Yes, I'm mixing my farming catchphrases a bit... The customer complaint line forms on your right, gift-wrapping to your left. The network nabobs (I do use that satirically, and a wee bit for the alliteration) have performed a feat this season I've not seen in years. There are whole nights with only one or two episodes to watch. It's sort of like a mini-vacation. Tuesdays, Thursdays and Saturdays I can work on guides, catch up with friends, heck, if the spirit moves me, I can even leave the house to see a movie (gasp). All courtesy of a terrible pilot season and the brilliant programming wonks who usually leave me with horrific three-way programming choices -- "Which one do I cut? I can only record two." Speaking of courtesies, thanks to HBO and AMC, Sundays are jam-packed, Wednesdays are full because of my Top Chef fetish, and Fridays are just a fun-filled pleasure ride of no responsibility. So here's where I bore you with my viewing choices :D: Sunday: Boardwalk Empire has grown on me. It lacks the intensity of Deadwood, but on the plus side, the viewers will likely be rewarded with a final season. My personal surprise was the Walking Dead. So far the writing has been tight, the action good, and the direction superb. BBCA's Luther is almost done, although the whole of it is still waiting for me in the DVR, plus PBS has been busy lately with their various Masterpiece skeins, some I just watch, some to which I try to contribute here and there. Then there's Family Guy and American Dad. These have become almost a habit which I need to break, I think. American Dad was never that funny and Family Guy has gotten a little spotty. Maybe I'll begin the weaning with Dad. Monday: In Treatment has returned, but I missed the first week and have weeks two through four waiting in hopes that HBO reruns week one at some point. Well, House soldiers on, and as disgusted as I am by the whole "Huddy" debacle, it's still being recorded every week. I haven't figured out if this was a real creative choice or the writers bowed to outside fan pressure. If it's the latter, they all need to be fired. Lie to Me is probably just because I like Tim Roth and it's a fun hour of television with no responsibility. Continuing to watch it meant I gave up the Event (sorry, Paula), which, if it survives, will be picked up in reruns. Because I'm such a drama queen (well, I'm that, too, but I'm talking TV) I added Mike and Molly because I like Melissa McCarthy and I have to have one or two comedies on the schedule to break up all the seriousness. The night ends with Chase and Castle. Chase because I figure I better watch it while I can, and Castle because of Nathan Fillion. I have a long history of watching crap shows and movies (True Blood anyone?) because of actor loyalty or crushes. Although I have to say, this season Castle has improved a lot, along with Fillion's weight. I find myself caring about the mystery now, instead of just his interactions with his mother and daughter. Once Chase is gone I'll likely switch to Hawaii Five-0. CBS finally found the perfect place for O'Loughlin -- their pretty property who can't act. Tuesday: Tuesdays are a ghost town since I don't watch the NCIS franchise. I'm reduced to watching Glee during the season, and really, that show is better as summer reruns. I only watch for the musical numbers; the narrative is abysmal. I tried to watch No Ordinary Family, and I only managed to last two episodes. It's just dreck. Not even my affection for Chiklis and Benz could get me past this drivel. The Good Wife continues its pseudo-intrigue. One of the few surprises of the fall season was Detroit 1-8-7. I've only watched a couple of the episodes (the rest are waiting for me), but they were well on their way to a solid cast with good back stories and the casting was phenomenal, some of the best I've seen since Grey's Anatomy. No lazy falling back on a "star." No, this cast is a fine group of character and stage actors that some thought was put into, and you can tell the difference in the performances. I dipped into Running Wilde a couple times, but I've never been a huge voiceover fan or one of Keri Russell's, for that matter. Wednesday: Top Chef in one form or another is usually running now that there are two franchises to go with the original, although I'm only involved in two of them. (Be proud of me, I exercised great discipline with a friend's encouragement, and did not grab that third iteration.) Psych has begun its winter run, the Closer and Eureka will run some holiday episodes as well (which will be on Mondays and Fridays respectively). Then the evening rounds out with Criminal Minds, Law & Order: SVU, and Law & Order: LA. There's a spin-off for CM coming, as well. I've been impressed with LOLA. Once you get past the tiresome comparisons to the mothership, it stands on its own quite well. Wolf has brought back into the fold some writers who left the mothership such as Debra J. Fisher of Criminal Minds fame. Both Molina and Howard are excellent, but somehow the writers have really keyed into Howard's character and are writing for him very passionately, and Howard is delivering the lines quite nicely. Thursday: This is my other comedy night with the Big Bang Theory. Then there's Bones, of course, with everyone hoping that Hannah leaves town soon. Even my mother, who usually doesn't care about such things, said that they're messing with the point of the show which is the potential of the romance between Booth and Brennan -- not that she wants it to happen, you understand, that would ruin the show, too. Grey's Anatomy, which has taken some interesting plot turns this season. I dip into Private Practice every now and again. The Mentalist is just fun. I tried so hard with $..! My Dad Says, it just stinks. The only cast that's worth watching is Shatner and the waiter-cum-maid. The two sons stink and the daughter-in-law lives in the city dump she stinks so badly. I don't know who did the original casting for the show, but they ought to be shot. The writing is horrible; the story premises are unbelievable even in comedy world. Yeah, I hate this show. Nikita was interesting the couple I saw before the season started, so it's been flagged for reruns. Friday: The WB did me a huge favor by moving Supernatural to this night (I'm sure this was their sole reason for the move). There's no longer a conflict with Grey's, so I can watch it in season, rather than waiting for the reruns. The whole night is just throw-away fun shows for which I have no responsibilities, and it's a nice start to the weekend with the final season of Medium, a PBS Masterpiece and Bluebloods. That last one has been interesting. If they keep to the procedural part, it's a solid show. When they delve into the "conspiracy" part it becomes infinitely weaker. Saturday: Since the US Networks effectively gave up on this night; BBC America has filled in the gap nicely with their supernatural and sci-fi shows. Not always with the best programs, Demons was terrible after all, but Saturday usually had something to view. Recently, though, BBCA has been falling down on the job. This may be subjective, but it doesn't seem as though they are churning out the Matt Smith Dr. Whos as fast as the David Tennant's. Once Being Human wrapped, we descended into Star Trek: TNG reruns (who thought that was a good purchase?) or "Brit" movies which this month have included the execrable Robin Hood with Kevin Costner (I never forgave them for not casting Pierce Brosnan). I mean, please, at least Morgan Freeman attempted an accent. Costner was too good to even try (read incompetent). I'd be happier if they'd fill in this time with programs we've missed that for some reason they refuse to ship over here. Are you there? Have you fallen asleep yet? If not, there you have it. My somewhat reduced schedule this year and all the opinions you could ask for. Oh, you didn't? Whoops. My bad. It will be interesting to see if the mid-season replacements bring any improvements. I hope everybody has a wonderful weekend!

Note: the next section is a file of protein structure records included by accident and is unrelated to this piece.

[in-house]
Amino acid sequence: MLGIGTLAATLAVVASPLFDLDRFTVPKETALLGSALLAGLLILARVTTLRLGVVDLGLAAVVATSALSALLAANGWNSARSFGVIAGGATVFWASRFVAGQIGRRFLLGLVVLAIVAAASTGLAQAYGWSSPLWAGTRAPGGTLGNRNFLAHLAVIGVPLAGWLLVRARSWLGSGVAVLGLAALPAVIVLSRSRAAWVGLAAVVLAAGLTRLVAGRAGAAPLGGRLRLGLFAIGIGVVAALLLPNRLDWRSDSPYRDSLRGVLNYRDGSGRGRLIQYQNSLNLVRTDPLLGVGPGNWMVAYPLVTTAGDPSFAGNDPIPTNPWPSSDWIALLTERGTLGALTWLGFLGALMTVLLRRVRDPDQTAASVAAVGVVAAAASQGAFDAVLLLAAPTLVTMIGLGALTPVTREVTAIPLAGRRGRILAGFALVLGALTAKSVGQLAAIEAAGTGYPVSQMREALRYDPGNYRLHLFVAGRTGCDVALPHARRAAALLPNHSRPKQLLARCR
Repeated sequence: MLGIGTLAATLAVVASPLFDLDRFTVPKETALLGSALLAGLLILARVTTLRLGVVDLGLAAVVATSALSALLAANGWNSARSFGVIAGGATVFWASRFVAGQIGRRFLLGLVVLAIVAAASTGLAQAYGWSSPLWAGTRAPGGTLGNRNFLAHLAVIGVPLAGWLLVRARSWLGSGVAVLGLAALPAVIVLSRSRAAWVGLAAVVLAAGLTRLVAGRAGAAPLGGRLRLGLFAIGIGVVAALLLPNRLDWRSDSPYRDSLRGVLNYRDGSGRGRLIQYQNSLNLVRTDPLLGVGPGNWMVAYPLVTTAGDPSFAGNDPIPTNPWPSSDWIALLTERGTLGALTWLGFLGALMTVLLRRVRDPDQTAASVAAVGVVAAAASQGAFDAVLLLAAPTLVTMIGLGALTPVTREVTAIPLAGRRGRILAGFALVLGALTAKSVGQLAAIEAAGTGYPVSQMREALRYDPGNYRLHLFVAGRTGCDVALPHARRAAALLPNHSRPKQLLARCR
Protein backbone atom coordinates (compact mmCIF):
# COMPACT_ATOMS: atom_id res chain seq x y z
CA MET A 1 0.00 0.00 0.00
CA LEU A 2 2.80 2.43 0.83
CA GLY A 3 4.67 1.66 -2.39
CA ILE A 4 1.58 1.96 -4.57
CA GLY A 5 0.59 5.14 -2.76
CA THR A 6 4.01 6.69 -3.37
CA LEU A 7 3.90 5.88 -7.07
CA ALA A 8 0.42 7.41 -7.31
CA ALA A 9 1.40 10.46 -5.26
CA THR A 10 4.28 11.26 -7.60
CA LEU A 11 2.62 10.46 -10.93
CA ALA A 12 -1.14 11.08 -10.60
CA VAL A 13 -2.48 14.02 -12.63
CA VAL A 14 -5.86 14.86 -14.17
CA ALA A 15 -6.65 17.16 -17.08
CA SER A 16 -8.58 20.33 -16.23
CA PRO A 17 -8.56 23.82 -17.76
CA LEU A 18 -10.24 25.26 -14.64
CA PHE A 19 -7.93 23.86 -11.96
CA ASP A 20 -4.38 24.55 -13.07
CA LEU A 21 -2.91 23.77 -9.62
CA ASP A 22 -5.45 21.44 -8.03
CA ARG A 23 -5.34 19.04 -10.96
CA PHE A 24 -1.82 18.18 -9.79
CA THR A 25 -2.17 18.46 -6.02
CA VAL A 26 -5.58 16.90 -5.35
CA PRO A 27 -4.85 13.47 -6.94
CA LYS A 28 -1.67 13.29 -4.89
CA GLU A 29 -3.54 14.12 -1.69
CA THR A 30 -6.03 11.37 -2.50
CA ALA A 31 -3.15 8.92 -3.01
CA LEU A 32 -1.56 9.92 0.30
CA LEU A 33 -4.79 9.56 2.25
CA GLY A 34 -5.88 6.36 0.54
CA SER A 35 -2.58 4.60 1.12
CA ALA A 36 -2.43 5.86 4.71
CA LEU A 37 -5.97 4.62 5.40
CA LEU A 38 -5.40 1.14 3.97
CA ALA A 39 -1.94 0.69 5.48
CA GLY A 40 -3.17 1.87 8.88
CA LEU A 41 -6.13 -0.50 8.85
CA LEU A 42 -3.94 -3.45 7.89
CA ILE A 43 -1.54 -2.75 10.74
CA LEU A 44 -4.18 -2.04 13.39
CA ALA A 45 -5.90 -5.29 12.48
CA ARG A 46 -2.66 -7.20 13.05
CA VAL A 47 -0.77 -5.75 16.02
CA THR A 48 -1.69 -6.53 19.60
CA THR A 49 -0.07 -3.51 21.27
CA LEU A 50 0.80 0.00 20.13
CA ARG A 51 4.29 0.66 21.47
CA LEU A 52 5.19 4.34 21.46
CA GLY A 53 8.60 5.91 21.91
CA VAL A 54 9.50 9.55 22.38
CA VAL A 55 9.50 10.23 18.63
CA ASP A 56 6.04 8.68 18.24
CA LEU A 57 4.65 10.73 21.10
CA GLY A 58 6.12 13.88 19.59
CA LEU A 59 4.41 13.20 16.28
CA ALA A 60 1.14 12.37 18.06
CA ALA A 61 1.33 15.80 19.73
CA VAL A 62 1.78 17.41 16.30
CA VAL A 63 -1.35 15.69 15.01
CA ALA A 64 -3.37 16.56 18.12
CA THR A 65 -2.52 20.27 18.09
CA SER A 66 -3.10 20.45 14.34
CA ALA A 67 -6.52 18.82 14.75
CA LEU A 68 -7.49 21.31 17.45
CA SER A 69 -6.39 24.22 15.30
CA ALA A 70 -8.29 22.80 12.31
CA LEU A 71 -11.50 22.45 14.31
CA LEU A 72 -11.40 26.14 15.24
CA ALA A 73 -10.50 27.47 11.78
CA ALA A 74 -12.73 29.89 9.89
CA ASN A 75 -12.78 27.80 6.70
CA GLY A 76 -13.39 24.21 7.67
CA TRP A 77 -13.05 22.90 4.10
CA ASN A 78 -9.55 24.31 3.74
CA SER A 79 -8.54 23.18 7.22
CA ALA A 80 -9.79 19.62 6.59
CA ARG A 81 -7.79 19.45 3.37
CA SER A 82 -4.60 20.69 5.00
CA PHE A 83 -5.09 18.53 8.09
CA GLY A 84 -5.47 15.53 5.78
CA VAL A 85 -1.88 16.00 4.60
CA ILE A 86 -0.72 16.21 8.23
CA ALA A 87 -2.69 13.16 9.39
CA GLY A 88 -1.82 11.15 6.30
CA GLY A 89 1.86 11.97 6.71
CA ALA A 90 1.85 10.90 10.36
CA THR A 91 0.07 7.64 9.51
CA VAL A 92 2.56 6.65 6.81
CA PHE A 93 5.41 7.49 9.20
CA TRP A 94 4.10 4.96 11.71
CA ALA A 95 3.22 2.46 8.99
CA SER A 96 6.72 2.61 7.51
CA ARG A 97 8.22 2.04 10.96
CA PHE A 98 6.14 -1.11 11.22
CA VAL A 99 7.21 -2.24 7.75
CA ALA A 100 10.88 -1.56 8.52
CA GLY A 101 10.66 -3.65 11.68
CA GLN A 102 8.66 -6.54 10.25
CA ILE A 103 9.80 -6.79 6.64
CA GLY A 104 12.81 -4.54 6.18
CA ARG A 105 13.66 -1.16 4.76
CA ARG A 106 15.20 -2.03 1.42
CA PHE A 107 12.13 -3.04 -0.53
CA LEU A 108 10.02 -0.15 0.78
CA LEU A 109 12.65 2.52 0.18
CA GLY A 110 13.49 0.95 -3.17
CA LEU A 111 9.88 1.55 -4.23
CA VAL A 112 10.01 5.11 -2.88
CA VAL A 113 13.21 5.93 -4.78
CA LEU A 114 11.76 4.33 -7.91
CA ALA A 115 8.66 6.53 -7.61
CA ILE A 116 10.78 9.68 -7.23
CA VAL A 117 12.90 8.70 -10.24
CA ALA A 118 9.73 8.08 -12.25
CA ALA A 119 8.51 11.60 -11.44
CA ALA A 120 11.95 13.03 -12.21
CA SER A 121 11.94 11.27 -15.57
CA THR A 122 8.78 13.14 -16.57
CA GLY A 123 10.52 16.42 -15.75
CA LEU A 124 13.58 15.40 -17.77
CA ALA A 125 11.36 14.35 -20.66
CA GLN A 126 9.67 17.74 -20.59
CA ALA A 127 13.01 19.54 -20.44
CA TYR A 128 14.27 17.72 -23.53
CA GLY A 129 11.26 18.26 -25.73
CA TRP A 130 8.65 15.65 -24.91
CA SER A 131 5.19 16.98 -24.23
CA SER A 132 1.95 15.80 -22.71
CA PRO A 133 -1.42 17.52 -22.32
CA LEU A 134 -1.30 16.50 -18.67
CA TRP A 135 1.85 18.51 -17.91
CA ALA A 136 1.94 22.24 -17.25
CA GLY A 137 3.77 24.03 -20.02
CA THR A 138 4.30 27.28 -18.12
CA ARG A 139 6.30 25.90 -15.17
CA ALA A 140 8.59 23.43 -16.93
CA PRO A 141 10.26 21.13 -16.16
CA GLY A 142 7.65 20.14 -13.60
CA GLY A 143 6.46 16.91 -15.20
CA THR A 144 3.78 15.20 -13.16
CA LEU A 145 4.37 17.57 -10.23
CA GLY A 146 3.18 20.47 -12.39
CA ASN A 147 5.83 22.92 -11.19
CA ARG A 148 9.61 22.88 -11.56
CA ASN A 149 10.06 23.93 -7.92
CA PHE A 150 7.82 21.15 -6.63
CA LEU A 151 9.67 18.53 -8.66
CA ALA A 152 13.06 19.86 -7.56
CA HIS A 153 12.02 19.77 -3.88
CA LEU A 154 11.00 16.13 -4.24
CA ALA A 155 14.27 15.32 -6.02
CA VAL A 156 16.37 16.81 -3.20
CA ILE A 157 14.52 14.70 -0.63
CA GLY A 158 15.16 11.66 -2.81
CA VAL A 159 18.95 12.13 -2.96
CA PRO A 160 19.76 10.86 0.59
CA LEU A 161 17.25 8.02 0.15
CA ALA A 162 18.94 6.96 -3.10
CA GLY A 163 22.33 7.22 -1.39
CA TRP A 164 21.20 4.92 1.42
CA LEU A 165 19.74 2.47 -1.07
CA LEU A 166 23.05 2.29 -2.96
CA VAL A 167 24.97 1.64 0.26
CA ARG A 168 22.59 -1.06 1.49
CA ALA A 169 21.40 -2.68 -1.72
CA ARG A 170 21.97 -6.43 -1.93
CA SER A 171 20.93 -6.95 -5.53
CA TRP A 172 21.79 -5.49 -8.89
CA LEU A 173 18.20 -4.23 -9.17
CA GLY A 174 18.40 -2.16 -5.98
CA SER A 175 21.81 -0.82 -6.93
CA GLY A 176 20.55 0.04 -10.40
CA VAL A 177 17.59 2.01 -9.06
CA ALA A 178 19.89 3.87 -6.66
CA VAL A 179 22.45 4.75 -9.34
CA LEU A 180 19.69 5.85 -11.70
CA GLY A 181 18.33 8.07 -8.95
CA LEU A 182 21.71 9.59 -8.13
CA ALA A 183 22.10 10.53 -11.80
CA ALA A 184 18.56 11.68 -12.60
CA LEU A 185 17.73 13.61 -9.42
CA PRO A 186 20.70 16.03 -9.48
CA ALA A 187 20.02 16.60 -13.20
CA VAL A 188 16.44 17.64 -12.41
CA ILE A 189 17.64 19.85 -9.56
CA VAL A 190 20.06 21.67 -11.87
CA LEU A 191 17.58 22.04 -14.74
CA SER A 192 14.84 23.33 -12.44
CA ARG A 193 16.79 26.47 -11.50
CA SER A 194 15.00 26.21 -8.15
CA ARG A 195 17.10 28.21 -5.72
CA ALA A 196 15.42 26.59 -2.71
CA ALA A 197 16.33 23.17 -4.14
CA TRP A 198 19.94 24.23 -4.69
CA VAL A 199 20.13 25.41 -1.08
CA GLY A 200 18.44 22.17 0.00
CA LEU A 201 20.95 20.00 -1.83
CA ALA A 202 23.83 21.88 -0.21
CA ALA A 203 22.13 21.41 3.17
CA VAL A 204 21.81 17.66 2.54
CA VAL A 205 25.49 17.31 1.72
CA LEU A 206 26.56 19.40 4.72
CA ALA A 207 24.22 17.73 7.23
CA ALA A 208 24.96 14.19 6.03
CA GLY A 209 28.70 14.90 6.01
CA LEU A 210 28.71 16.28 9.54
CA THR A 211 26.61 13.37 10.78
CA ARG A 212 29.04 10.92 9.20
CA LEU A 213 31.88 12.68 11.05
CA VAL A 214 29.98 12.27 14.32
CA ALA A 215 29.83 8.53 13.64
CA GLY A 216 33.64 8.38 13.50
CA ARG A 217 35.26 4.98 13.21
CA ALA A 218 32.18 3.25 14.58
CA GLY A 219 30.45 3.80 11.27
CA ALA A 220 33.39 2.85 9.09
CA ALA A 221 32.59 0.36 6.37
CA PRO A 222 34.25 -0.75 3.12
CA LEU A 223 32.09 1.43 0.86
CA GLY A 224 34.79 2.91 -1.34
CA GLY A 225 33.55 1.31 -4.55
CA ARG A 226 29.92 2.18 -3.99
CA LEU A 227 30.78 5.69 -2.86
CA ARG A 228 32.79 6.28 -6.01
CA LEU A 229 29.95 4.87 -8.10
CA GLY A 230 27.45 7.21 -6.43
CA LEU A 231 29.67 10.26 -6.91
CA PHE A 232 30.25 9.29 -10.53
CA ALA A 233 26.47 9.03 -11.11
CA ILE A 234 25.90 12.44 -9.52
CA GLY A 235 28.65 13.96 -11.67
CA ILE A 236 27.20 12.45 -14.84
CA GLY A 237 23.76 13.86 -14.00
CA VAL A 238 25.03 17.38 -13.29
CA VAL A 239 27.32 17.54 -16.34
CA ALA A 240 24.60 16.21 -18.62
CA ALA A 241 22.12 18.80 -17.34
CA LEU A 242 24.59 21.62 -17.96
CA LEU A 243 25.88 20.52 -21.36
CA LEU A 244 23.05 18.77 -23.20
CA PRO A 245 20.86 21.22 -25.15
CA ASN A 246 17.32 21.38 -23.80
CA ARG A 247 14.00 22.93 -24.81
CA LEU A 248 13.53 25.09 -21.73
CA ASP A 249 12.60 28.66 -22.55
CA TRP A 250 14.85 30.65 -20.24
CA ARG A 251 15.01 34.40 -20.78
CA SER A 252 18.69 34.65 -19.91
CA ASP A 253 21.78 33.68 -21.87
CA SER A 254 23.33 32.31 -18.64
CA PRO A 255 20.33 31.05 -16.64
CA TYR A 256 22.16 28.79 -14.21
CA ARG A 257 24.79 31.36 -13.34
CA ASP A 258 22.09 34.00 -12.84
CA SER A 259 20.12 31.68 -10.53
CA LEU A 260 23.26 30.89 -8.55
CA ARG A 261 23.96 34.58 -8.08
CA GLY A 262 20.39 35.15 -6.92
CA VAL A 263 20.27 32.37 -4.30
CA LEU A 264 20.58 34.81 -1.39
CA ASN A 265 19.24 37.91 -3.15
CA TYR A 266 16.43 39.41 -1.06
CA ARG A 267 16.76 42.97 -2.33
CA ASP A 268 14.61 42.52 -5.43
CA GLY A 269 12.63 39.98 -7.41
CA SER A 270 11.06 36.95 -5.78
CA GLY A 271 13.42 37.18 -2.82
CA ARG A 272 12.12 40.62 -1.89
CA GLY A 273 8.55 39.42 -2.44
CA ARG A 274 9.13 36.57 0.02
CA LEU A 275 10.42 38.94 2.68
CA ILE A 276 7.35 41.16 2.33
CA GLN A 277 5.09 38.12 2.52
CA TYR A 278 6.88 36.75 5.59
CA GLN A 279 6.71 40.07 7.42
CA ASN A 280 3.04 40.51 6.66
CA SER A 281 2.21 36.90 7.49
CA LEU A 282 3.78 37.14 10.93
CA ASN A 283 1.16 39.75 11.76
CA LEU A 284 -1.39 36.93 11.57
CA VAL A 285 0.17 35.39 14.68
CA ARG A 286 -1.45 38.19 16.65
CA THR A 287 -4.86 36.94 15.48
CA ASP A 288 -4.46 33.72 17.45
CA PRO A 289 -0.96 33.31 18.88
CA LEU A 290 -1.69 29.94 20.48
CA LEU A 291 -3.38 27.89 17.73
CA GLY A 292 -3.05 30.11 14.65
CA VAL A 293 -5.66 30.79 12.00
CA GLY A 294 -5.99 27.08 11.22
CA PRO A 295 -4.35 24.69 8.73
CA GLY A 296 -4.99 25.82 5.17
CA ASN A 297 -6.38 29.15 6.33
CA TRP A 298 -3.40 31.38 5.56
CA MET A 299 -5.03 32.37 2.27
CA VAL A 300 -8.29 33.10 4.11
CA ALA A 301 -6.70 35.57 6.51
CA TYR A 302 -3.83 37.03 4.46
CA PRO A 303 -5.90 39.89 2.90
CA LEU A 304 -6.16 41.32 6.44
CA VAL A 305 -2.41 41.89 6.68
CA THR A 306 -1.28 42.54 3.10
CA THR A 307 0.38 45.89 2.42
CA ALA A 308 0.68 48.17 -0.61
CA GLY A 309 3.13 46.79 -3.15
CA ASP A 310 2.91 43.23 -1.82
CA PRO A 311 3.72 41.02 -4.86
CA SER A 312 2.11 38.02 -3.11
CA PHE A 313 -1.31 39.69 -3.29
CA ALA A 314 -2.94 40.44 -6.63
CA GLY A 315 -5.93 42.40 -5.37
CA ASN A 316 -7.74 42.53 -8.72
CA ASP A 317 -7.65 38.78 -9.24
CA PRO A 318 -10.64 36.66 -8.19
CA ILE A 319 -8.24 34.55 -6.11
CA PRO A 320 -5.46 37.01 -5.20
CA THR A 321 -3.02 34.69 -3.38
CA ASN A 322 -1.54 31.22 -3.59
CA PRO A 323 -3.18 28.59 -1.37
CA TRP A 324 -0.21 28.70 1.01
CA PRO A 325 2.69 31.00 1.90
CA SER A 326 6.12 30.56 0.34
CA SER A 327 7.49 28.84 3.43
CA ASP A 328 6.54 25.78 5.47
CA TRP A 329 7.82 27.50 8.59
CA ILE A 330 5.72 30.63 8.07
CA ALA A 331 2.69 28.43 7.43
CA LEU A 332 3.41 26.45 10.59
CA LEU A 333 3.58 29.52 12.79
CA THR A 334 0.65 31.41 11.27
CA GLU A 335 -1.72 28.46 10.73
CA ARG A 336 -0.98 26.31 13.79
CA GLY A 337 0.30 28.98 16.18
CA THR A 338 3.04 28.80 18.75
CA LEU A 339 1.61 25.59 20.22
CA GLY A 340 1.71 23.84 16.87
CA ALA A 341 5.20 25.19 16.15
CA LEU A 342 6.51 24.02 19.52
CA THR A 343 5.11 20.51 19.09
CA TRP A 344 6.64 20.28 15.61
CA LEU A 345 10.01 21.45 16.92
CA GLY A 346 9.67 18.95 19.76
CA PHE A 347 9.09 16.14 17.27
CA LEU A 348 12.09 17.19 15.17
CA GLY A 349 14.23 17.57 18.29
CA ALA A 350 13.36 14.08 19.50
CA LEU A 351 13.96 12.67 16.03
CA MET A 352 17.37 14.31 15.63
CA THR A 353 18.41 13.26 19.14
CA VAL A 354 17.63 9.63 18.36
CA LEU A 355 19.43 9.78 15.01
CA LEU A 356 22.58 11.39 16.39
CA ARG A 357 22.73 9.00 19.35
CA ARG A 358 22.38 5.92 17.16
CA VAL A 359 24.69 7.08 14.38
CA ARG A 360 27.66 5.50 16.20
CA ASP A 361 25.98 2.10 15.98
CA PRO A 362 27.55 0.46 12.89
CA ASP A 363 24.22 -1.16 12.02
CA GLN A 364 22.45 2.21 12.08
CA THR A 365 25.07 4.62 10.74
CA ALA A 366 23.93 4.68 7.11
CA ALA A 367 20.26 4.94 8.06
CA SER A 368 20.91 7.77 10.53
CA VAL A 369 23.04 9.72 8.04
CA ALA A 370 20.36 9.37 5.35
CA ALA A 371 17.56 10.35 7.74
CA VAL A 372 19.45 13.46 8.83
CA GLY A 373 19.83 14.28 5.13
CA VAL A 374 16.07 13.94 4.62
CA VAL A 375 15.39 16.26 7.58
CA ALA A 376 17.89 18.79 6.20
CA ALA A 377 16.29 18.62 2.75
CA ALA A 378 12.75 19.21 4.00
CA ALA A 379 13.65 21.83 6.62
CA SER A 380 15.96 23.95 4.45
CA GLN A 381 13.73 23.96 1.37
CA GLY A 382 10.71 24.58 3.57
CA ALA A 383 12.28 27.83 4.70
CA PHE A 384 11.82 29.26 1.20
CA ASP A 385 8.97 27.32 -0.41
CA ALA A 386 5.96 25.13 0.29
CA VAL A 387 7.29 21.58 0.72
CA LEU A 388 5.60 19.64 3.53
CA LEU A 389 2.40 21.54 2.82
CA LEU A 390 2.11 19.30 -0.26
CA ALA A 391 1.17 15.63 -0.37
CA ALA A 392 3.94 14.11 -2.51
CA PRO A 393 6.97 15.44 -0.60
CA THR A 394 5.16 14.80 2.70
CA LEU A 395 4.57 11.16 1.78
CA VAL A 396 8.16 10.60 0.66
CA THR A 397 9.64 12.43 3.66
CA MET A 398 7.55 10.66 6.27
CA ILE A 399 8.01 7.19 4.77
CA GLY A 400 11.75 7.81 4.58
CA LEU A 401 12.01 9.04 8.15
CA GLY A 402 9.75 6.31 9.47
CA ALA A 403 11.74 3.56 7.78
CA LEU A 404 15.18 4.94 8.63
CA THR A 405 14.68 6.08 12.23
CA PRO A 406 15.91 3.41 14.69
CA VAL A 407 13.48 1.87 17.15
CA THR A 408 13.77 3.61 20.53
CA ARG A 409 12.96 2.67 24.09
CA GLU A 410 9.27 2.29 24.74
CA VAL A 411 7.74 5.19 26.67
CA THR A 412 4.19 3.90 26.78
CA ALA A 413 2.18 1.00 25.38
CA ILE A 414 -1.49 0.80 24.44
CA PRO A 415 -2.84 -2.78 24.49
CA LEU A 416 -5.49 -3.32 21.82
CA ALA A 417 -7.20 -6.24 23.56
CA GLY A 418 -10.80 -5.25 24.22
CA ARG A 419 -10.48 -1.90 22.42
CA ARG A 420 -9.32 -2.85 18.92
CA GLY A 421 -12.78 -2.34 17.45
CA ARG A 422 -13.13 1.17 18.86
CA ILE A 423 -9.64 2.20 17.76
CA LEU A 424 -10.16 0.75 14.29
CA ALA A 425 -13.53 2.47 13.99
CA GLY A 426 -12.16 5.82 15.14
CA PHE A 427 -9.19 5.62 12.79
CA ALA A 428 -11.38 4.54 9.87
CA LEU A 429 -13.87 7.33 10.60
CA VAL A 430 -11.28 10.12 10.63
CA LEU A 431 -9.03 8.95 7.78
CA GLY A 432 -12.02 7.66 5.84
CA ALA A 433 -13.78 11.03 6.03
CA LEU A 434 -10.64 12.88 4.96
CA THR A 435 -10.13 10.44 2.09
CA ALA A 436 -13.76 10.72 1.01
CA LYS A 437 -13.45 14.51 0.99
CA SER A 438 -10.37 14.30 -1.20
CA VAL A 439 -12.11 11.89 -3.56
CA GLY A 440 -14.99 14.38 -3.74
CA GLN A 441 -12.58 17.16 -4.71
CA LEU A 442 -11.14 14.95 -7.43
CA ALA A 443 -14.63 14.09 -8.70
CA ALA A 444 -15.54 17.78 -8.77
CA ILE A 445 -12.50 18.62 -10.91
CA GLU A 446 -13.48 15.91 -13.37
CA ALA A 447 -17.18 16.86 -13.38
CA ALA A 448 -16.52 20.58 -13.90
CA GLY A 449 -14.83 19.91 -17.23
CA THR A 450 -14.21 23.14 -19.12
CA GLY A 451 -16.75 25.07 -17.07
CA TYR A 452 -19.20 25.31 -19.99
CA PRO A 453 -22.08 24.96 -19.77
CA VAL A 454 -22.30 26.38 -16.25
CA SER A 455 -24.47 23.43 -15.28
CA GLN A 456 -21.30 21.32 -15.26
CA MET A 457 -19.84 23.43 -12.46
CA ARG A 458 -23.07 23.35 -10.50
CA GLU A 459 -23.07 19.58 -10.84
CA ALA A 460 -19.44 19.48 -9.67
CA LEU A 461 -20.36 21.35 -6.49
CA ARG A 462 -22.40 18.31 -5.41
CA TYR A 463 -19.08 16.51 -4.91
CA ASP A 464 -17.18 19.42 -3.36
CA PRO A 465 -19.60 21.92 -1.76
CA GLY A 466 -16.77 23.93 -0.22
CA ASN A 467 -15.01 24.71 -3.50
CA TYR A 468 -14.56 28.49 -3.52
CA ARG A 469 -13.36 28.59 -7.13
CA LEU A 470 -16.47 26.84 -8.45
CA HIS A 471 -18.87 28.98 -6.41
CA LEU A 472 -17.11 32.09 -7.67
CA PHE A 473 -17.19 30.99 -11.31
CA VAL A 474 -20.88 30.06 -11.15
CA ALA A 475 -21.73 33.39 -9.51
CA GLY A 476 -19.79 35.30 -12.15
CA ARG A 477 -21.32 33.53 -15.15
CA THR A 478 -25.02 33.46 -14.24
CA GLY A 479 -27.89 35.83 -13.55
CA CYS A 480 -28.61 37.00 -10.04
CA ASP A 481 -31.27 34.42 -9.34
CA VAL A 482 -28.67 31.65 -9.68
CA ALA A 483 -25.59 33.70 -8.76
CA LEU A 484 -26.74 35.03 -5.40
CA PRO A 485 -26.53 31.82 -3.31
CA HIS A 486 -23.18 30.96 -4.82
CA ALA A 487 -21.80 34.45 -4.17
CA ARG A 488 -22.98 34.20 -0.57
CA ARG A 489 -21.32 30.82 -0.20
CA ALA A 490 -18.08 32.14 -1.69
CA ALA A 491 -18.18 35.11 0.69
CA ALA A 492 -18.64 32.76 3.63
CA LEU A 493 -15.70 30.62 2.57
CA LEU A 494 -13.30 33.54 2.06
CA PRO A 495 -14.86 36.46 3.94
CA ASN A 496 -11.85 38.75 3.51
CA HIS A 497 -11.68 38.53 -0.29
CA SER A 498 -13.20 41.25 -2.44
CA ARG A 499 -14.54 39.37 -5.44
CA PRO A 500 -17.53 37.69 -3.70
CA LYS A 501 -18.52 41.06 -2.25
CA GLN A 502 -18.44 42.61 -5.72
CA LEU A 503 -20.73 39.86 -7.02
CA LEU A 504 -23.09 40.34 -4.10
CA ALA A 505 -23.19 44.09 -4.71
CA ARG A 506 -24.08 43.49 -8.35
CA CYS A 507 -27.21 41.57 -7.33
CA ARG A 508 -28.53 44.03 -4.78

One Seriously Ticked Off Kitty and a Not So Happy Owner